- February 17, 2020
- Posted by: acepghana
- Category: Blog
There is an estimated number of 900,000 people living with disabilities in Ghana. This means that an estimated 3% of the population suffer some form of disability. This number is likely to increase as the population ages and the prevalence of chronic conditions which create impairment and disability rise. This is why an equitable and inclusive distribution of national wealth remains a critical element of any sustainable development agenda.
Indeed, the 1992 Constitution of Ghana, the National Disability Policy, the Persons with Disability Act (Act 715), the Labour Act (Act 651), as well as other international conventions to which Ghana has signed on to such as the UN Convention on the Rights of Persons with Disability, 2006; the African Charter on Human and People’s Rights; the African Decade of the Disabled 2000-2009; and the Sustainable Development Goals (SDGs), all recognize the rights of PWDs. These international and national conventions, policies, and laws provide for the protection and equal treatment of PWDs as well as their integration into society through the provision of an enabling environment and the right infrastructure.
In spite of the above, the talk of inclusion in Ghana is far from becoming a true, conscious walk..!
Persons with disability face exclusion across several sectors; in access to health care, education, economic activities, political leadership, decision making, access to information and opportunities in particular. Recent estimates show that four out of ten PWDs aged three years and above have no formal education; whilst 17.4% have had some form of primary school education.
In a quest to provide comprehensive information on Disability Issues in Ghana and in line with its Diversity, Gender and Inclusion drive, the Africa Centre for Energy Policy (ACEP’s) has researched into the various interventions and policies within the disability space. Titled “EMPOWERING PWDs: A Mapping Report On Disability Interventions In Ghana”, the aim of the Report is to help enhance the conditions of PWDs in Ghana as well as identify key state and non-state actors working to address issues of PWD exclusion.
The Report provides information on the nature and scale of disability exclusion in Ghana. It maps out the various disability-inclusive interventions rolled out over the years and identifies how effective they have been. Overall, the Report seeks to ensure that government and donor spending within the disability space are prioritized, made more equitable and results in the greatest possible impact for PWDs.
Methodology & Scope
The research used the exploratory qualitative approach. By this method, the views of respondents within the disability space were purposively sampled. These respondents were drawn from national and regional state institutions, non-state actors (non-governmental organizations) and disability groups.
The World Health Organization’s (WHO) Community Based Rehabilitation (CBR) framework was adopted as a guideline for categorizing interventions aimed at realizing the full inclusion of PWDs. The various interventions were thus, categorized across the sectors of health; education; livelihood and employment; social inclusion; empowerment, advocacy and governance.
A total of 81 respondents were interviewed across the 16 regions of Ghana. These respondents are key stakeholders responsible for ensuring the inclusion of persons with disabilities. The stakeholders were drawn from National State Institutions, Regional Coordinating Councils, Regional Health Directorates, Regional Education Directorates, Regional Social Welfare Departments, Development Organizations (NGOs and Donors working on disability), and disability groups and associations.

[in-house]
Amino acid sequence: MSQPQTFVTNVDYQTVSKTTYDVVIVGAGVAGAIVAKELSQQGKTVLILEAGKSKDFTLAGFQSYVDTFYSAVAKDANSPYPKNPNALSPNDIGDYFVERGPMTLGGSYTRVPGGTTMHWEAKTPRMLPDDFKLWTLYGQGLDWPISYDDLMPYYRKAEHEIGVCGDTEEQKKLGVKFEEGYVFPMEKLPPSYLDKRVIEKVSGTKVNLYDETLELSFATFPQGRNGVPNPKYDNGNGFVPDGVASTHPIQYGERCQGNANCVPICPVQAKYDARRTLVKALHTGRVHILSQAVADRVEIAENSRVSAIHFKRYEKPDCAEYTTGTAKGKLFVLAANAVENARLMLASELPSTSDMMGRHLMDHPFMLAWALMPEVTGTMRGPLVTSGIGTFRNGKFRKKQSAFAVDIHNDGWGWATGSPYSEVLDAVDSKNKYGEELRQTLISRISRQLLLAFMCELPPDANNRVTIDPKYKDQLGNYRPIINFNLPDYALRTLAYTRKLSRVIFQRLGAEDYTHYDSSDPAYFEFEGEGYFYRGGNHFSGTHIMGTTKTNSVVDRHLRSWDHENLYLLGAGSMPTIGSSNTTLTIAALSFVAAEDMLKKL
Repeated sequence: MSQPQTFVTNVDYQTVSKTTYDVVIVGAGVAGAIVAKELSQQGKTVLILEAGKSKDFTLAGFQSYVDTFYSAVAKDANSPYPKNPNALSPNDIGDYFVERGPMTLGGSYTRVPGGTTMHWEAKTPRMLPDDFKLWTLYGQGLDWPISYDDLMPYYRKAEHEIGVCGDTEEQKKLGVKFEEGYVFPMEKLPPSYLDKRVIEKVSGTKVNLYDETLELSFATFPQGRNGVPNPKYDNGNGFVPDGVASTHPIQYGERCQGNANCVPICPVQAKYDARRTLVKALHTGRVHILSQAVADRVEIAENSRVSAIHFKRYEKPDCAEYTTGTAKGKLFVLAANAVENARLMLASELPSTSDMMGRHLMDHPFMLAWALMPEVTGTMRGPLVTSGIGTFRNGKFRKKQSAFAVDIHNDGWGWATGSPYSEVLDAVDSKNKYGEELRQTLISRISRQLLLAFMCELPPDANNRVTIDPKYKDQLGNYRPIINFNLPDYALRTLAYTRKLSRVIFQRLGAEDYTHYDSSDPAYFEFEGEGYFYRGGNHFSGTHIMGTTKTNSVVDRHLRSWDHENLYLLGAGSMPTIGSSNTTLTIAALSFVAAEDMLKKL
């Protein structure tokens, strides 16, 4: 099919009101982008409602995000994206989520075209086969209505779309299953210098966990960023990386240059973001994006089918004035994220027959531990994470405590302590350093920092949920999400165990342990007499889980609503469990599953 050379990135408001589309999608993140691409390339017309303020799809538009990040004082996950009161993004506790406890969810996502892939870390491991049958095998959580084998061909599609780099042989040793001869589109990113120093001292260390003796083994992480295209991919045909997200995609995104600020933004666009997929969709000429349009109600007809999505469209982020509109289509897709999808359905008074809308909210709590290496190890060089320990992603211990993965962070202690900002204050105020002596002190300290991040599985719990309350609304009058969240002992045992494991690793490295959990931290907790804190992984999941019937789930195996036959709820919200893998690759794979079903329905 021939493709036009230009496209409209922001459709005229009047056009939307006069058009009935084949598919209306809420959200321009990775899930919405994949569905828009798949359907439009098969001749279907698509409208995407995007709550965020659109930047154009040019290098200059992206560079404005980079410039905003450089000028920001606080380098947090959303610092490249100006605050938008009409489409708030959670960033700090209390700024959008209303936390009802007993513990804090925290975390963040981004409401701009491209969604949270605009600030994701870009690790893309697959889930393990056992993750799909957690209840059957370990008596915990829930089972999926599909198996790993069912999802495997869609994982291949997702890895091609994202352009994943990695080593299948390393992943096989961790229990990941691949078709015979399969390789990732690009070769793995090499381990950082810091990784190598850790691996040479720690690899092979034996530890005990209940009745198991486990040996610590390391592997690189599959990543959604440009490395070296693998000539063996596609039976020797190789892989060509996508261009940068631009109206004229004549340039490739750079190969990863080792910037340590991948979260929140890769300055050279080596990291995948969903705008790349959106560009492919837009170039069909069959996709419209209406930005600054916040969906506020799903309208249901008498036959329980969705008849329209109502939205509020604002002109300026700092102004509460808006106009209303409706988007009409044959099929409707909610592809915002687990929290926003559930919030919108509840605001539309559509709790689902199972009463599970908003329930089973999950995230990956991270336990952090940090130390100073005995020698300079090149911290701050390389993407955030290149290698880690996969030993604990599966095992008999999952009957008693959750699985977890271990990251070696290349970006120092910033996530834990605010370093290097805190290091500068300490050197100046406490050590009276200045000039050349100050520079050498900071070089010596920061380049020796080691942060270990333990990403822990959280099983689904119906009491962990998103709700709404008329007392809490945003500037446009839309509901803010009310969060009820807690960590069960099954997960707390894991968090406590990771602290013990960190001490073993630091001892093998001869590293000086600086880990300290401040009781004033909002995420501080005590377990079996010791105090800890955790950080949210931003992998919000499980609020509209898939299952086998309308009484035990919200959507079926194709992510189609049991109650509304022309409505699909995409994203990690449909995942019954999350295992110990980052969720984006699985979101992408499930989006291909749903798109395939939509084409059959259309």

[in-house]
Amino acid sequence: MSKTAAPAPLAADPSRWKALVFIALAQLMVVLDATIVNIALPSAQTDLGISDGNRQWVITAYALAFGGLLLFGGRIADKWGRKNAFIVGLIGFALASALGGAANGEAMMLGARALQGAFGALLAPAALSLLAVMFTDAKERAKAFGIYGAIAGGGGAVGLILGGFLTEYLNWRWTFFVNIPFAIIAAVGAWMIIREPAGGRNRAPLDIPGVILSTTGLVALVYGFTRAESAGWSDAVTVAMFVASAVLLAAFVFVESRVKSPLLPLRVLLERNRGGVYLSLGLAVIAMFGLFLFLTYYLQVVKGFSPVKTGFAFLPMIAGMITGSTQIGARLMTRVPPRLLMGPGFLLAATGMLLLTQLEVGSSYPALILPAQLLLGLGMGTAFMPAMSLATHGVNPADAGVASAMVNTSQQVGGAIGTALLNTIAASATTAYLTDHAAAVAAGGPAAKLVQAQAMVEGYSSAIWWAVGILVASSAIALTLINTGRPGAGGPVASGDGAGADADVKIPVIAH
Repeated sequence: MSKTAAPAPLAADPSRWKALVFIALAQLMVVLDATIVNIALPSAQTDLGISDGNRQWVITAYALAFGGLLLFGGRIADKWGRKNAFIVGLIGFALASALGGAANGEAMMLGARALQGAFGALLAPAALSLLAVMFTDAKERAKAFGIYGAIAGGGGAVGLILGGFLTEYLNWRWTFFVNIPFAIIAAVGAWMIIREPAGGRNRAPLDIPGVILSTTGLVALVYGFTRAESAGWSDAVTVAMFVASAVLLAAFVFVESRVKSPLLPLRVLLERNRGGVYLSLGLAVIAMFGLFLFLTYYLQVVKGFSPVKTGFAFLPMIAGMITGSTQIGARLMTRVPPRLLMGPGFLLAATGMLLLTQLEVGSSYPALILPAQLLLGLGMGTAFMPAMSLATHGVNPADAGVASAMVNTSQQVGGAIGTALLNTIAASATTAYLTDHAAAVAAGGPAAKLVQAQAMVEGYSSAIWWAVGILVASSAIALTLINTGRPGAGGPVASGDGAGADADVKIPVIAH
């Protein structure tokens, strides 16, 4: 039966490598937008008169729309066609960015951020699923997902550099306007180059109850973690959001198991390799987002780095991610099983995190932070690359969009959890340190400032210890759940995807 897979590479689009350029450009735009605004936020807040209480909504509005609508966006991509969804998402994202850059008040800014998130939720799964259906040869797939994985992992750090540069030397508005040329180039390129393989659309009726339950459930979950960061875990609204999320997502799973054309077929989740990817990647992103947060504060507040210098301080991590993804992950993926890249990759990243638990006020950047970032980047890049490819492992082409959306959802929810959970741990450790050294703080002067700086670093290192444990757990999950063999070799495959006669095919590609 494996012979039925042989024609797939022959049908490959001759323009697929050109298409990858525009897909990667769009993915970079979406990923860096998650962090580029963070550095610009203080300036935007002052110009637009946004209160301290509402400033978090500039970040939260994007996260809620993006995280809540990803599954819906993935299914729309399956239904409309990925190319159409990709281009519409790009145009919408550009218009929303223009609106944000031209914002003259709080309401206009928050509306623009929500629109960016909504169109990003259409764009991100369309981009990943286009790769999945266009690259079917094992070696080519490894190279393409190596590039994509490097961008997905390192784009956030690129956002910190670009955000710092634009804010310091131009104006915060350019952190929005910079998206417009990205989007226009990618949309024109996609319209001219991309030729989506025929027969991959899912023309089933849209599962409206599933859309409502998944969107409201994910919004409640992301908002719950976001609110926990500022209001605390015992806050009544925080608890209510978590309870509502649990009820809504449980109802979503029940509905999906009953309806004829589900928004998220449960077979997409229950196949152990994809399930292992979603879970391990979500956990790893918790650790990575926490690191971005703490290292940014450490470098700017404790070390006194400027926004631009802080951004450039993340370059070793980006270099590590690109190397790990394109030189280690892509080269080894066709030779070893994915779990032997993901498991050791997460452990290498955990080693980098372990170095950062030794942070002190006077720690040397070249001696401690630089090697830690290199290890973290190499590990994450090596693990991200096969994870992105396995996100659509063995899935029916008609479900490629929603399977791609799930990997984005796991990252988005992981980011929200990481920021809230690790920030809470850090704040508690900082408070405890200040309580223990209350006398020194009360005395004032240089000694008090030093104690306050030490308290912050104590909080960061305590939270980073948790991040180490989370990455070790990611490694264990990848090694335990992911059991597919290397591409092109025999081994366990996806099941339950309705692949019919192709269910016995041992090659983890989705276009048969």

The Report brought to bare, the following findings:
On Health, the study found that there are no key interventions targeted at pregnant women and children with disabilities in terms of their access to maternal and child health care. It was revealed, however, that the most widespread intervention to prevent illnesses that cause disability is polio immunization.
Again, while the law provides for physical accessibility to all public spaces including hospitals and other health care centres, the evidence on the ground showed this is not being implemented in several health facilities. This poses a challenge to PWDs in accessing health services across the country.
In critical areas needing attention, the study revealed that some forms of disability such as the blind, deaf and persons with autism are generally recognized, as opposed to Persons with Albinism and midgets who came up as groups of PWDs often ignored as far as health issues are concerned.
In terms of Education, the report indicated that though the government is operating an inclusive education policy, the implementation has not been as inclusive as would be desired. Children with intellectual disabilities and other developmental challenges still face barriers to accessing inclusive education.
Again, all the special educational institutions serving different kinds of PWD needs across the country are all concentrated at the basic level. This gives PWDs limited transitioning opportunities for higher-level education. According to the study, there is only one secondary school for the deaf at Mampong in the Ashanti Region, which admits about 250 students per year and two schools for the blind nationwide, located at Wa and Akropong in the Upper East and Eastern Regions respectively.
The Report highlighted technical and vocational education and training as critical areas needed for the economic empowerment of PWDs, as well as the education of persons with intellectual disabilities and developmental challenges as the groups of PWDs who have been ignored in educational interventions across the country.
The study revealed that Employment and Livelihood Opportunities, in general, remain a great challenge for PWDs. Participants mentioned the non-existence of public sensitization on the need for PWDs to be given a fair chance in job opportunities, employment in the state security services, and the need to foster a good working relationship between the general public and PWDs, as some areas that have received little attention.